While thankfully availing myself of the opportunities presented of preaching the Gospel to our own countrymen, such opportunities as I never had at any previous period of my Indian career, my chief attention was given to the work for which I had been sent to Ranee Khet. I have already mentioned missionary work done on visits to the schools. At Ranee Khet opportunities were found for conversation with shopkeepers and their customers. Thousands of work-people were employed on the buildings which were being erected, and these, when the work of the day was over, flocked to the Bazar to buy food. After the toil of the day, when eagerly anticipating their only cooked meal in the twenty-four hours, they were not inclined to listen to a stranger telling them of his strange religion. Occasionally I did succeed in getting for a time the attention of some not so eager as others to get their evening meal. Most heard quietly, but sometimes individuals replied with bitter words. Many of the work-people had come from a great distance. The most prominent of these was a band of Cashmeeree Mussulmans, who spoke against Christianity with a fierceness which showed what they would do if they had the power. From one of them I got a retort, which it was difficult to repel. I tried to put the party into good humour by asking them about their country, and I smilingly said, “Is there no food in your country, that you have come all this way for it?” To which I got the reply: “You, sir, have come much farther than we have done. Had you no food to eat in your country?” I must acknowledge I felt myself shut up under this rebuff.

During my residence at Ranee Khet I had much intercourse with two classes widely separated from each other ­educated young men, and Doms.

I have mentioned that from the Almora Mission School a number of young men had gone into all parts of the Province. Several got situations in the public offices of Ranee Khet, and to them in the course of time persons of the same class were added from Bengal. I visited these at their quarters, and did all in my power to maintain friendly intercourse with them. A room in the school-house, supplied, partly at their own expense and partly by the liberality of friends, with newspapers, periodicals, and books, was turned into a reading-room, which was always open in the evening. One evening in the week they met me in class, when we had as our text-book the Advanced Reader of the Christian Vernacular Education Society, which furnished full opportunity for conversation on the most useful and important subjects. The attendance was not so steady as could be desired. All were friendly in their bearing, and some seemed much interested in our study and talk. A few professed Brahmist views, but none were inclined to join the Brahmist community and break with their own people. There was no indication of the spiritual concern which compels the soul to earnest investigation, with a view to following truth wherever it may lead.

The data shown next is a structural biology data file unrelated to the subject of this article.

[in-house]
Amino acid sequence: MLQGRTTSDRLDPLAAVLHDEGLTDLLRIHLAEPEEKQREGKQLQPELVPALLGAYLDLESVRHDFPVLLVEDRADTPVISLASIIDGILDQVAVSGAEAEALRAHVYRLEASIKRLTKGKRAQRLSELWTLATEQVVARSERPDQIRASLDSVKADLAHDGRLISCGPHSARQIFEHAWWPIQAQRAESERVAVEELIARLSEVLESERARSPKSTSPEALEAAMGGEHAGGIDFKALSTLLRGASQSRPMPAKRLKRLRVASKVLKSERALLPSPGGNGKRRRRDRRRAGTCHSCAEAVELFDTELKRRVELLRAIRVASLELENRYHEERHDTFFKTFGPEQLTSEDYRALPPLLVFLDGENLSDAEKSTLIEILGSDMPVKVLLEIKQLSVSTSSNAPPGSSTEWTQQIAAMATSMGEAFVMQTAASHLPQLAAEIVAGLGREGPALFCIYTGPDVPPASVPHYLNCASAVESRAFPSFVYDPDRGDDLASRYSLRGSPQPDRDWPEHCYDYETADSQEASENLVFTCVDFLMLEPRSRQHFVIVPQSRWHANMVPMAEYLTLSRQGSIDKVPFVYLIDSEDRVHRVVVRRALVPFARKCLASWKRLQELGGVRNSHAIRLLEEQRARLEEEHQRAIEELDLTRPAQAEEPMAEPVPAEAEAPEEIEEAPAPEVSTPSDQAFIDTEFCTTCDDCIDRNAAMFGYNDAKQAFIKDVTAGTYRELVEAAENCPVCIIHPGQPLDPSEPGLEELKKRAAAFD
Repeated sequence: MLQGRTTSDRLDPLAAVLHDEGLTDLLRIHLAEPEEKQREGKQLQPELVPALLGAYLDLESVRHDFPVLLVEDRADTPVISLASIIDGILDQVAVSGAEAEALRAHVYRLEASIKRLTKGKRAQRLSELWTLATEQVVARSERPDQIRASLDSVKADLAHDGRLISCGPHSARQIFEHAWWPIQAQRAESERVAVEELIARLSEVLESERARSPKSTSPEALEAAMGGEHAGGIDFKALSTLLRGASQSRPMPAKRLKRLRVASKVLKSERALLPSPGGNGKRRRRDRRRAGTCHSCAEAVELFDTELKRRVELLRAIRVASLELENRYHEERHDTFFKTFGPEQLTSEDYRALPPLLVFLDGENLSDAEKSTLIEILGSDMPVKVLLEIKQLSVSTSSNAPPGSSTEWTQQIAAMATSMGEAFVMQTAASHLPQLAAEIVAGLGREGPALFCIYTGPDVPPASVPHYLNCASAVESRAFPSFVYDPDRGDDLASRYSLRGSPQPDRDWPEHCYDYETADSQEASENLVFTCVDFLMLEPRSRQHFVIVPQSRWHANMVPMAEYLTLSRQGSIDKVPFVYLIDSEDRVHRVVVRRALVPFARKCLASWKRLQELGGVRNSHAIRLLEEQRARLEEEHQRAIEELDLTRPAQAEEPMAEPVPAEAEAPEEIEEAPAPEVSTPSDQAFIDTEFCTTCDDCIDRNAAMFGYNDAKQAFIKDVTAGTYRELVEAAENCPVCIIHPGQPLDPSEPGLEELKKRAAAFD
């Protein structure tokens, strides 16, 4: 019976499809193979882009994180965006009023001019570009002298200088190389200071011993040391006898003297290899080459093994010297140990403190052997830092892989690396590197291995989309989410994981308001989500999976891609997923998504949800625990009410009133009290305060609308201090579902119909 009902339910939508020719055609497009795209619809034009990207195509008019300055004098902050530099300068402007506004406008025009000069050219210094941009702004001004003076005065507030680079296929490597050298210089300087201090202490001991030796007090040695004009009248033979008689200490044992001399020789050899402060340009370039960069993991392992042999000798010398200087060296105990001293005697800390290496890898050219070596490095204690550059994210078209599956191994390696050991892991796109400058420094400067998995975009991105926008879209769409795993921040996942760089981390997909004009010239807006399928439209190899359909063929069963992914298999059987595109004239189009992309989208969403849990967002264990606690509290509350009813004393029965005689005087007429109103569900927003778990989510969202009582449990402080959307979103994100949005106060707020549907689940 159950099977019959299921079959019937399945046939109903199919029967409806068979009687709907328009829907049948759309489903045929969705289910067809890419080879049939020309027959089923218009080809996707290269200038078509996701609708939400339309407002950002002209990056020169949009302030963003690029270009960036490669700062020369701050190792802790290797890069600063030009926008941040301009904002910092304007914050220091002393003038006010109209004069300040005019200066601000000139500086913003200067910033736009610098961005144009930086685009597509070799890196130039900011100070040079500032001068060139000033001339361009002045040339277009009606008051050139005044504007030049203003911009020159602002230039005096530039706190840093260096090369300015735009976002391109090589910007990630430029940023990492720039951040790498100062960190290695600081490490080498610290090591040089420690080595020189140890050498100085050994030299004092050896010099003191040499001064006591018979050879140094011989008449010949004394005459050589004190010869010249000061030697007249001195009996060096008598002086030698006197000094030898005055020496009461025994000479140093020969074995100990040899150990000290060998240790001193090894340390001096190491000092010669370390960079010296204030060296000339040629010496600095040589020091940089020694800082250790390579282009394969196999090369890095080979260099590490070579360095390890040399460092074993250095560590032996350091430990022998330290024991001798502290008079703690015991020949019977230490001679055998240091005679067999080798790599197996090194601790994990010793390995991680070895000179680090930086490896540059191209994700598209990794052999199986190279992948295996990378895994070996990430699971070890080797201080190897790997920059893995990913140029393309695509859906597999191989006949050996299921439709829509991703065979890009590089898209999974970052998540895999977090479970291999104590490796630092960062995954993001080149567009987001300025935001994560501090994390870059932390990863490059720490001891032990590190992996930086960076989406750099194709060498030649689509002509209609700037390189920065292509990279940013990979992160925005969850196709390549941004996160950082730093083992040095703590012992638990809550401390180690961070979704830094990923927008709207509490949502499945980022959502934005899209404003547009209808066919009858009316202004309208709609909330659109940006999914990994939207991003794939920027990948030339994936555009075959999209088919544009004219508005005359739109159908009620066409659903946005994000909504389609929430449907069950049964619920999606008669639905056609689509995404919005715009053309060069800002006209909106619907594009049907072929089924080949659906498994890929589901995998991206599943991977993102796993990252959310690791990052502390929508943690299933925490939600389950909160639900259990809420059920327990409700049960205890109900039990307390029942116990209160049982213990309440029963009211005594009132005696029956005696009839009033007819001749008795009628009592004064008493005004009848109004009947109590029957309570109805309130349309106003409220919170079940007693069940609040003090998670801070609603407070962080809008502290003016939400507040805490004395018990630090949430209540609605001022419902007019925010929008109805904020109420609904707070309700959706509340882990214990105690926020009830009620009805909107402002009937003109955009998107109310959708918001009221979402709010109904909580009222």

The other class with whom I had much to do at Ranee Khet were the Doms, to whom reference has already been made as in all probability the descendants of the aborigines of the country previous to the Hindu invasion. They are a most useful part of the community. As the artisans of the country, the people of every caste have much to do with them. They are largely engaged in agriculture. They do things by which the caste people would be defiled, such as carrying away the carcases of animals. In a high-caste village it is not uncommon to see, a little aside from it ­if the ground permits, below it ­a number of houses occupied by Doms. The pigs and fowls around the meaner dwellings, and the poorer looks of the inhabitants, tell what they are. As artisan work is now in great demand the circumstances of the Doms are much improved, and there is every prospect of their rising into a higher position. They bear, and for many a year they may be expected to bear, indubitable marks of having been for ages a servile, despised, downtrodden class, having no respect from others, and entertaining little respect for themselves. Their improved circumstances will do something towards raising them in the social scale, but we cannot look for high moral excellence and real manhood till they come under the power of the Gospel.

On account of the abundance of work which the formation of an English station was sure to afford, a colony of these people erected a village for themselves on the side of the Ranee Khet hill below the Bazar. I had when in Almora conversed frequently with Doms. At Ranee Khet I saw much of them, and had more encouragement among them than among any other class. To some who expressed regret they could neither read nor write, I said it was not too late; that I would take care that they be taught if they were willing to learn. To test them I opened a night-school, and a number availed themselves of it. It was a gratifying sight to see them, at ages varying from fifteen to thirty-five, conning their spelling-books at the door of the school-house as evening was coming on, or trying to form letters on their slates. A few became soon discouraged, but a number held on, night after night for two or three hours, with the greatest eagerness, till they could read, write, and count very fairly. One result of the school was that they began to attend, with great regularity, a service held every Sabbath afternoon in the hall of the school-house. During the last year of our residence in Ranee Khet, the attendance at this service was larger than at any previous period, and it was mainly composed of Doms. Nothing could exceed the quietness and apparent interest with which they heard the simple addresses given. I cannot say I saw any evidence of spiritual awakening, but the torpor of their previous life was shaken in a way which inspired the hope of their being brought into the fold of Christ.